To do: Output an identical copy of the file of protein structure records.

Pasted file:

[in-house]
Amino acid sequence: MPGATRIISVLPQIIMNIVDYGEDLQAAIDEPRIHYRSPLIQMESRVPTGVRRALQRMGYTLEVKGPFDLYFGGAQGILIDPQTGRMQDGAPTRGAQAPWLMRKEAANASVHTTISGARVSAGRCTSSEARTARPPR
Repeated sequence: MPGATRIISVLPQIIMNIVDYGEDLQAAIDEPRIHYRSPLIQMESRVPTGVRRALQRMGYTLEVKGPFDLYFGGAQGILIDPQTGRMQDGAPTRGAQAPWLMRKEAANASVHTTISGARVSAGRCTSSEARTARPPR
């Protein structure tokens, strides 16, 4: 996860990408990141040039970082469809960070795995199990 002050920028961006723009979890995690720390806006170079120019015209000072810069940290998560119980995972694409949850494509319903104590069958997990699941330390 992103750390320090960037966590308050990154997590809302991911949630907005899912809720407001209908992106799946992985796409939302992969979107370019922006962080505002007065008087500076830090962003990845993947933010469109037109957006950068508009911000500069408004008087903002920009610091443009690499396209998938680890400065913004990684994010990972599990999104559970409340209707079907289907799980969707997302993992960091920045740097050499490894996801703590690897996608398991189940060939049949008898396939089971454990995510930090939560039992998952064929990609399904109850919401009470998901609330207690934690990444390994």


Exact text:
[in-house]
Amino acid sequence: MPGATRIISVLPQIIMNIVDYGEDLQAAIDEPRIHYRSPLIQMESRVPTGVRRALQRMGYTLEVKGPFDLYFGGAQGILIDPQTGRMQDGAPTRGAQAPWLMRKEAANASVHTTISGARVSAGRCTSSEARTARPPR
Repeated sequence: MPGATRIISVLPQIIMNIVDYGEDLQAAIDEPRIHYRSPLIQMESRVPTGVRRALQRMGYTLEVKGPFDLYFGGAQGILIDPQTGRMQDGAPTRGAQAPWLMRKEAANASVHTTISGARVSAGRCTSSEARTARPPR
């Protein structure tokens, strides 16, 4: 996860990408990141040039970082469809960070795995199990 002050920028961006723009979890995690720390806006170079120019015209000072810069940290998560119980995972694409949850494509319903104590069958997990699941330390 992103750390320090960037966590308050990154997590809302991911949630907005899912809720407001209908992106799946992985796409939302992969979107370019922006962080505002007065008087500076830090962003990845993947933010469109037109957006950068508009911000500069408004008087903002920009610091443009690499396209998938680890400065913004990684994010990972599990999104559970409340209707079907289907799980969707997302993992960091920045740097050499490894996801703590690897996608398991189940060939049949008898396939089971454990995510930090939560039992998952064929990609399904109850919401009470998901609330207690934690990444390994």